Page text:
Also, while the filter concept is great once you get through, sometimes you want to have the declarative router, handler and extractor style that you get with, well, all the other frameworks.

Warp is a great framework, and I love it. However, it's not the most beginner-friendly framework, and it's also not the most popular one. Which means that you might have a harder time finding help and resources. But it's fun for quick and little apps, and it's experimental style might give you new ideas!

Warp Example

An abbreviated example of a websocket chat from their example repo:

static NEXT_USER_ID: AtomicUsize = AtomicUsize::new(1);

/// Our state of currently connected users.
/// - Key is their id
/// - Value is a sender of `warp::ws::Message`
type Users = Arc<RwLock<HashMap<usize, mpsc::UnboundedSender<Message>>>>;

async fn main() {
    let users = Users::default();
    // Turn our "state" into a new Filter...
    let users = warp::any().map(move || users.clone());

    // GET /chat -> websocket upgrade
    let chat = warp::path("chat")
        // The `ws()` filter will prepare Websocket handshake...
        .map(|ws: warp::ws::Ws, users| {
            // This will call our function if the handshake succeeds.
            ws.on_upgrade(move |socket| user_connected(socket, users))

    // GET / -> index html
    let index = warp::path::end().map(|| warp::reply::html(INDEX_HTML));

    let routes = index.or(chat);

    warp::serve(routes).run(([127, 0, 0, 1], 3030)).await;

async fn user_connected(ws: WebSocket, users: Users) {
    // Use a counter to assign a new unique ID for this user.
    let my_id = NEXT_USER_ID.fetch_add(1, Ordering::Relaxed);

    eprintln!("new chat user: {}", my_id);

    // Split the socket into a sender and receive of messages.
    let (mut user_ws_tx, mut user_ws_rx) = ws.split();

    let (tx, rx) = mpsc::unbounded_channel();
    let mut rx = UnboundedReceiverStream::new(rx);

    tokio::task::spawn(async move {
        while let Some(message) = {
                .unwrap_or_else(|e| {
                    eprintln!("websocket send error: {}", e);

    // Save the sender in our list of connected users.
    users.write().await.insert(my_id, tx);

    // Return a `Future` that is basically a state machine managing
    // this specific user's connection.

    // Every time the user sends a message, broadcast it to
    // all other users...
    while let Some(result) = {
        let msg = match result {
            Ok(msg) => msg,
            Err(e) => {
                eprintln!("websocket error(uid={}): {}", my_id, e);
        user_message(my_id, msg, &users).await;

    // user_ws_rx stream will keep processing as long as the user stays
    // connected. Once they disconnect, then...
    user_disconnected(my_id, &users).await;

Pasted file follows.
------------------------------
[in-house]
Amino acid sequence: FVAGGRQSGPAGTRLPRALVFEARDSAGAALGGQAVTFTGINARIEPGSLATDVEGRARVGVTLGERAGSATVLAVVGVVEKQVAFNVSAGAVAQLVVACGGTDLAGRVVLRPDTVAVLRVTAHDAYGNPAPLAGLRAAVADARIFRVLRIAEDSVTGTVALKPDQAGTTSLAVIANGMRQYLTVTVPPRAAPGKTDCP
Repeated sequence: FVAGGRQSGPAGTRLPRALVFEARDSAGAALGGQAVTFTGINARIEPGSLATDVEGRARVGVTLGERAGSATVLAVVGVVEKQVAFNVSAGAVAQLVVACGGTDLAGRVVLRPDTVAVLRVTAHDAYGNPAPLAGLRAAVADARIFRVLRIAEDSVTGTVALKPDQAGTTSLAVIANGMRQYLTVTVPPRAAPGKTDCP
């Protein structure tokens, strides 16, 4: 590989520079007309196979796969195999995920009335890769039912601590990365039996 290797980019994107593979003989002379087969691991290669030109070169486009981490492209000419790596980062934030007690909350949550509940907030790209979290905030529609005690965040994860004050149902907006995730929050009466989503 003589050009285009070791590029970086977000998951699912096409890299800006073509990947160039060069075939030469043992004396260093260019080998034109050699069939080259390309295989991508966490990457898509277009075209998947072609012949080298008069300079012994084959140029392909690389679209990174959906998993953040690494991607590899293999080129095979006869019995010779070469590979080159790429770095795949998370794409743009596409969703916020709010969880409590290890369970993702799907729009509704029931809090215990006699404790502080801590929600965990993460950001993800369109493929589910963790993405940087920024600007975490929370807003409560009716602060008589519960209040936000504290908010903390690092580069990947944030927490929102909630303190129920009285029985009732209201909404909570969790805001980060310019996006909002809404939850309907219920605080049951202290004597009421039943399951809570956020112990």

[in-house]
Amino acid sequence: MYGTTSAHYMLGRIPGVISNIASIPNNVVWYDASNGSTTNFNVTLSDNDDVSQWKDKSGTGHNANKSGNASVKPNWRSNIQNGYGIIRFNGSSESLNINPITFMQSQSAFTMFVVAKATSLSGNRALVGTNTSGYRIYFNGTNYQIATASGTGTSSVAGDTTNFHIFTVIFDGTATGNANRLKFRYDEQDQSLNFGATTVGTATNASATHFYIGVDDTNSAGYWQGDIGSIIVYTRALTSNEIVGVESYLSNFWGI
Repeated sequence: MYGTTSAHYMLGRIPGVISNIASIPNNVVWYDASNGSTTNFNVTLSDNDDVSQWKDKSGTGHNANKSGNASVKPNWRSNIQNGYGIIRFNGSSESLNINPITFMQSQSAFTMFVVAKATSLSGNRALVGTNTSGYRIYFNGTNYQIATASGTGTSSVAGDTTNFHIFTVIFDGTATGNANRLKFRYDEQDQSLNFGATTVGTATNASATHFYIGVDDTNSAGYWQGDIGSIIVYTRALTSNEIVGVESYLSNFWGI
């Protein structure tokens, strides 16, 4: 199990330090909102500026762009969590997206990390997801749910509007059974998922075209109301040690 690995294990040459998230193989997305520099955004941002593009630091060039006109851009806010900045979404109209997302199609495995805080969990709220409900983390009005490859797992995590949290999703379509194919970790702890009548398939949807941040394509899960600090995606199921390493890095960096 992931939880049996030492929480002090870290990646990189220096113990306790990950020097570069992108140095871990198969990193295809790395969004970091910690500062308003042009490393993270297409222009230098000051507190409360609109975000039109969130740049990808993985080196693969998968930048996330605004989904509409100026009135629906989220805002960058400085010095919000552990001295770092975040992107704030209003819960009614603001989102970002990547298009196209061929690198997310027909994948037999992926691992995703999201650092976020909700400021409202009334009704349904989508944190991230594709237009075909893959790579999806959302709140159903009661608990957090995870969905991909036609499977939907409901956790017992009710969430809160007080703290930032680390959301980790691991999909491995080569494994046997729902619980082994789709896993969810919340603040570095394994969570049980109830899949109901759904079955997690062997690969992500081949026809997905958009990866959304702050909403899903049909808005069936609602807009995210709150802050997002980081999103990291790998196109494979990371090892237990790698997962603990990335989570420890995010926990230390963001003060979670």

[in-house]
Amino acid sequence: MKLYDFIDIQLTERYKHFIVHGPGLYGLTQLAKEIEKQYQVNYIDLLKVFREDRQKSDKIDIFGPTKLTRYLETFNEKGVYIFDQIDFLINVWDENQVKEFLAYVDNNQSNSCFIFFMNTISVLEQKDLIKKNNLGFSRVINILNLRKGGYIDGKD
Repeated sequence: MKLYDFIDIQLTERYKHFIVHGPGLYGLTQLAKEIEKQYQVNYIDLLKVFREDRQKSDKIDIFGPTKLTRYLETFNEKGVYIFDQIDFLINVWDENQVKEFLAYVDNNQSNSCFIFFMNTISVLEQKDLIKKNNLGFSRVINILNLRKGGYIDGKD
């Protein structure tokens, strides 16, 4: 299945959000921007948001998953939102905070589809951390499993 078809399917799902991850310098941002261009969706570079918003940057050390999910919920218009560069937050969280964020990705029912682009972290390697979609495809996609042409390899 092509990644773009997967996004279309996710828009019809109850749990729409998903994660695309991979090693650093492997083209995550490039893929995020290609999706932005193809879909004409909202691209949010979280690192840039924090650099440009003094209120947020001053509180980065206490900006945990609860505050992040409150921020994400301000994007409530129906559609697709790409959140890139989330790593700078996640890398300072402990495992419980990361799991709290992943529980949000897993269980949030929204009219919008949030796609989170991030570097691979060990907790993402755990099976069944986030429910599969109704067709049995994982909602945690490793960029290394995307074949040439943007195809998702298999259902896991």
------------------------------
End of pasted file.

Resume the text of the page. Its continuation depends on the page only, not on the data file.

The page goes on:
async fn user_message(my_id: usize, msg: Message, users: &Users) {
    // Skip any non-Text messages...
    let msg = if let Ok(s) = msg.to_str() {
    } else {

    let new_msg = format!("<User#{}>: {}", my_id, msg);

    // New message from this user, send it to everyone else (except same uid)...
    for (&uid, tx) in {
        if my_id != uid {
            if let Err(_disconnected) = tx.send(Message::text(new_msg.clone())) {
                // The tx is disconnected, our `user_disconnected` code
                // should be happening in another task, nothing more to
                // do here.

async fn user_disconnected(my_id: usize, users: &Users) {
    eprintln!("good bye user: {}", my_id);

    // Stream closed up, so remove from the user list

Warp in a Nutshell

  • Functional approach.
  • Very expressive.
  • Strong ecosystem by being close to Tokio, Tower, and Hyper.
  • Not the most beginner-friendly framework.


Tide is a very minimalistic web framework that is built on top of the async-std runtime. The minimalistic approach means that you get a very small API surface. Handler functions in Tide are async fns that take a Request and return a tide::Result of a Response. Extracting data or sending the right response format is up to you.

While this is arguably more work for you, it's also a lot more direct, meaning that you have full control over what's happening. For some cases, being able to be so close to HTTP request and response is a delight and makes things easier.

Its middleware approach is similar to what you know from Tower, but Tide exposes the async trait crate to make implementation a lot easier. Since Tide is implement by folks who are also involved in the Rust async ecosystem, you can expect things like proper async methods in traits which recently landed in Nightly, to be adopted quickly.

Tide Example

User sessions example from their example repo.

async fn main() -> Result<(), std::io::Error> {
    let mut app = tide::new();

                "Please provide a TIDE_SECRET value of at \